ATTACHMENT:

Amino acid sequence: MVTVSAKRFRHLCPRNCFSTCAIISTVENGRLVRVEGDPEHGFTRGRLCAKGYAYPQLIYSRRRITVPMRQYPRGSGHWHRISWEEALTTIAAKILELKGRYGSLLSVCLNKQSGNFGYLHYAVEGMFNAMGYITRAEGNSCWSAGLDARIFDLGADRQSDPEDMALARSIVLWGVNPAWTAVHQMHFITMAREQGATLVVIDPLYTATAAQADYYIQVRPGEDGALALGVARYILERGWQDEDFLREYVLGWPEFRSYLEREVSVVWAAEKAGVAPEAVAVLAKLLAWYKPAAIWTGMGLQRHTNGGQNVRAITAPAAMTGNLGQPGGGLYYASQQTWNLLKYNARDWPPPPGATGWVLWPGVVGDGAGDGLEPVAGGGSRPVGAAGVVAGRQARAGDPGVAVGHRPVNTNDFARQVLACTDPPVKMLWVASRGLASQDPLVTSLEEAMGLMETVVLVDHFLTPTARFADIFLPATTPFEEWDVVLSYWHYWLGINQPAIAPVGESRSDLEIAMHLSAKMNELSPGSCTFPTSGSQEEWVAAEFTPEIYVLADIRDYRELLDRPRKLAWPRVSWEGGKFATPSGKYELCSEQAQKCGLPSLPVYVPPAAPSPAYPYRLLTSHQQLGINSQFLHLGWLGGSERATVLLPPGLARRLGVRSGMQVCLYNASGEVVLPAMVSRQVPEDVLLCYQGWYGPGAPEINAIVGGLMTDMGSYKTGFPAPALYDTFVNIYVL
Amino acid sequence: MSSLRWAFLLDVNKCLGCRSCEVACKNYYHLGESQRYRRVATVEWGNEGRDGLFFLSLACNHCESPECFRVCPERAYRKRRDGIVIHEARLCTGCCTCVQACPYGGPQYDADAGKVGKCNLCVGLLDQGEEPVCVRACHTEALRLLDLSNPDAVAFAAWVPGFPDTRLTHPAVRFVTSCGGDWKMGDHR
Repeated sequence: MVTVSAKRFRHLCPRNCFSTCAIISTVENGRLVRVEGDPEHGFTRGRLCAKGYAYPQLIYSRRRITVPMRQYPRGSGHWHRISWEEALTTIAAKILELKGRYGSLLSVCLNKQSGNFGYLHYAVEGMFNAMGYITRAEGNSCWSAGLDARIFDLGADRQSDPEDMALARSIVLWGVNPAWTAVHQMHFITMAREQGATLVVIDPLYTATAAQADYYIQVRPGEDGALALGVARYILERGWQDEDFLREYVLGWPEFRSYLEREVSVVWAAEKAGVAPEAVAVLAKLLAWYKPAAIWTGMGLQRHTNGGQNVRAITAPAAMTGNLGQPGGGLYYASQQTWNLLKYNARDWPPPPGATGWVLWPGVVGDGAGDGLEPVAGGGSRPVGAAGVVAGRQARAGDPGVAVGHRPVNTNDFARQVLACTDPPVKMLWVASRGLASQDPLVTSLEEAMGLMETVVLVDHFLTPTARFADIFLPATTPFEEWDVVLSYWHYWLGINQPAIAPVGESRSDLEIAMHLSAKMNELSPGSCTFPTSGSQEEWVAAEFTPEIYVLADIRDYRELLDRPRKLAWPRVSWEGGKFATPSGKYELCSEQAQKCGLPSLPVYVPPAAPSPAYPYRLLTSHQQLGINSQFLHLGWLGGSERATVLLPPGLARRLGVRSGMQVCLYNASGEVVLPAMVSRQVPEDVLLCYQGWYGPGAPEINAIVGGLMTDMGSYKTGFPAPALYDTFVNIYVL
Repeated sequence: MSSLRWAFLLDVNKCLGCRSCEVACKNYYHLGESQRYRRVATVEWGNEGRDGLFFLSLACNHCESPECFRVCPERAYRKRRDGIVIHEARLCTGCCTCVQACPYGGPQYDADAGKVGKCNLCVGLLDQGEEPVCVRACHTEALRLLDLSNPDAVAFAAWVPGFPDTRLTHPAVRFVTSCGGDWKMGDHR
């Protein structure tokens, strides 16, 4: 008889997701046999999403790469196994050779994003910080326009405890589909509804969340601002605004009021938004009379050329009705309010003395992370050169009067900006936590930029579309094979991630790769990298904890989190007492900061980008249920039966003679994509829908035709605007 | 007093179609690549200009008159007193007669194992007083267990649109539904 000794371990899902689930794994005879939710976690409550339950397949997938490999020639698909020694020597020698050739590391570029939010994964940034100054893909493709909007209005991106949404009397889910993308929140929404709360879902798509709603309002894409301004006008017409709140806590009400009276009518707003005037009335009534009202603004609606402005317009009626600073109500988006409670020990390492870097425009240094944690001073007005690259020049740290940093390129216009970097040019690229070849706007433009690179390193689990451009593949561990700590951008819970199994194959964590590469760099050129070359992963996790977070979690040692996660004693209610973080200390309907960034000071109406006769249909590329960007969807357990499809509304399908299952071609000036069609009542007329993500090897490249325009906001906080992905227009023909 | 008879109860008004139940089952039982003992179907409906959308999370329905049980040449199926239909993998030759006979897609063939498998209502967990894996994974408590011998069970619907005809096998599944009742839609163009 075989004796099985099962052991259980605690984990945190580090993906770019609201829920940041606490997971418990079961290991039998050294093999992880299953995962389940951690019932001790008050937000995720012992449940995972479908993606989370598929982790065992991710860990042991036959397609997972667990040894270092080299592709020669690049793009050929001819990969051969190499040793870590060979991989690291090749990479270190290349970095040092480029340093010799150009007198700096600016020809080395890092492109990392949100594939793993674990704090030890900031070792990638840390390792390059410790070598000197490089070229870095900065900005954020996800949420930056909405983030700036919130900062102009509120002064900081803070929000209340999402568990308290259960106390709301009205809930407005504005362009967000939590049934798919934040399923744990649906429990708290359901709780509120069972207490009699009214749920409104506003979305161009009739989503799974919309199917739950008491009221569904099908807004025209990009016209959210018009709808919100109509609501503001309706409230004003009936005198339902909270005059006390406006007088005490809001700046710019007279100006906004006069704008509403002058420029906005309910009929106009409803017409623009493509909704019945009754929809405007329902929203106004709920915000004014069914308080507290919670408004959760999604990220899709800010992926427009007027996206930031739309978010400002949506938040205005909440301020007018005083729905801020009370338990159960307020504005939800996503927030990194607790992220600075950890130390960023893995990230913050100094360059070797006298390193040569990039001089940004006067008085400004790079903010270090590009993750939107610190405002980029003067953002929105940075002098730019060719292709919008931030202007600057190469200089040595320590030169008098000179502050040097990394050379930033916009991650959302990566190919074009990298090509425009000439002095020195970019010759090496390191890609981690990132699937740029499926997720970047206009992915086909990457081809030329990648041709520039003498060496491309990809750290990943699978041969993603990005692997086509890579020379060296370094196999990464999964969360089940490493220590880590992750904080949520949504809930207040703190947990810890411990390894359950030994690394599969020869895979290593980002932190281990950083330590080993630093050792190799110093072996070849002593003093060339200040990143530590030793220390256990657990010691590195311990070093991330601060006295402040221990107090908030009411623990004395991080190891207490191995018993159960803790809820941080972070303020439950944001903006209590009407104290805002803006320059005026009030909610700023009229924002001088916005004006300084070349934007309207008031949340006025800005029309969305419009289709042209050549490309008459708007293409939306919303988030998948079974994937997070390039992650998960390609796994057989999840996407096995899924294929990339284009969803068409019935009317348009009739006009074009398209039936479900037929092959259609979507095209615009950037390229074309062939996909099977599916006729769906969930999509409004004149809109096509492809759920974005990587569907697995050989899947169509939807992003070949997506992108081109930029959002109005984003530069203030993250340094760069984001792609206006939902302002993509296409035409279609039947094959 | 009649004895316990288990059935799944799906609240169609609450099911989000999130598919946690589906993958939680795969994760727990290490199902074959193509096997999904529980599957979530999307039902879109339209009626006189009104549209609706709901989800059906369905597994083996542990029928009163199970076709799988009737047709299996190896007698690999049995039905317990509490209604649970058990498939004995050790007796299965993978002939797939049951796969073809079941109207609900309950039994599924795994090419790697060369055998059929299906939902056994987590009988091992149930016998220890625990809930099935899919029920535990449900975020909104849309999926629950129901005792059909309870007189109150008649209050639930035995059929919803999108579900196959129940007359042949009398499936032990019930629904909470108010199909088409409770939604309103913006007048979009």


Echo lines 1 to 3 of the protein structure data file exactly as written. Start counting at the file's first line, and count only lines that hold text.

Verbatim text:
Amino acid sequence: MVTVSAKRFRHLCPRNCFSTCAIISTVENGRLVRVEGDPEHGFTRGRLCAKGYAYPQLIYSRRRITVPMRQYPRGSGHWHRISWEEALTTIAAKILELKGRYGSLLSVCLNKQSGNFGYLHYAVEGMFNAMGYITRAEGNSCWSAGLDARIFDLGADRQSDPEDMALARSIVLWGVNPAWTAVHQMHFITMAREQGATLVVIDPLYTATAAQADYYIQVRPGEDGALALGVARYILERGWQDEDFLREYVLGWPEFRSYLEREVSVVWAAEKAGVAPEAVAVLAKLLAWYKPAAIWTGMGLQRHTNGGQNVRAITAPAAMTGNLGQPGGGLYYASQQTWNLLKYNARDWPPPPGATGWVLWPGVVGDGAGDGLEPVAGGGSRPVGAAGVVAGRQARAGDPGVAVGHRPVNTNDFARQVLACTDPPVKMLWVASRGLASQDPLVTSLEEAMGLMETVVLVDHFLTPTARFADIFLPATTPFEEWDVVLSYWHYWLGINQPAIAPVGESRSDLEIAMHLSAKMNELSPGSCTFPTSGSQEEWVAAEFTPEIYVLADIRDYRELLDRPRKLAWPRVSWEGGKFATPSGKYELCSEQAQKCGLPSLPVYVPPAAPSPAYPYRLLTSHQQLGINSQFLHLGWLGGSERATVLLPPGLARRLGVRSGMQVCLYNASGEVVLPAMVSRQVPEDVLLCYQGWYGPGAPEINAIVGGLMTDMGSYKTGFPAPALYDTFVNIYVL
Amino acid sequence: MSSLRWAFLLDVNKCLGCRSCEVACKNYYHLGESQRYRRVATVEWGNEGRDGLFFLSLACNHCESPECFRVCPERAYRKRRDGIVIHEARLCTGCCTCVQACPYGGPQYDADAGKVGKCNLCVGLLDQGEEPVCVRACHTEALRLLDLSNPDAVAFAAWVPGFPDTRLTHPAVRFVTSCGGDWKMGDHR
Repeated sequence: MVTVSAKRFRHLCPRNCFSTCAIISTVENGRLVRVEGDPEHGFTRGRLCAKGYAYPQLIYSRRRITVPMRQYPRGSGHWHRISWEEALTTIAAKILELKGRYGSLLSVCLNKQSGNFGYLHYAVEGMFNAMGYITRAEGNSCWSAGLDARIFDLGADRQSDPEDMALARSIVLWGVNPAWTAVHQMHFITMAREQGATLVVIDPLYTATAAQADYYIQVRPGEDGALALGVARYILERGWQDEDFLREYVLGWPEFRSYLEREVSVVWAAEKAGVAPEAVAVLAKLLAWYKPAAIWTGMGLQRHTNGGQNVRAITAPAAMTGNLGQPGGGLYYASQQTWNLLKYNARDWPPPPGATGWVLWPGVVGDGAGDGLEPVAGGGSRPVGAAGVVAGRQARAGDPGVAVGHRPVNTNDFARQVLACTDPPVKMLWVASRGLASQDPLVTSLEEAMGLMETVVLVDHFLTPTARFADIFLPATTPFEEWDVVLSYWHYWLGINQPAIAPVGESRSDLEIAMHLSAKMNELSPGSCTFPTSGSQEEWVAAEFTPEIYVLADIRDYRELLDRPRKLAWPRVSWEGGKFATPSGKYELCSEQAQKCGLPSLPVYVPPAAPSPAYPYRLLTSHQQLGINSQFLHLGWLGGSERATVLLPPGLARRLGVRSGMQVCLYNASGEVVLPAMVSRQVPEDVLLCYQGWYGPGAPEINAIVGGLMTDMGSYKTGFPAPALYDTFVNIYVL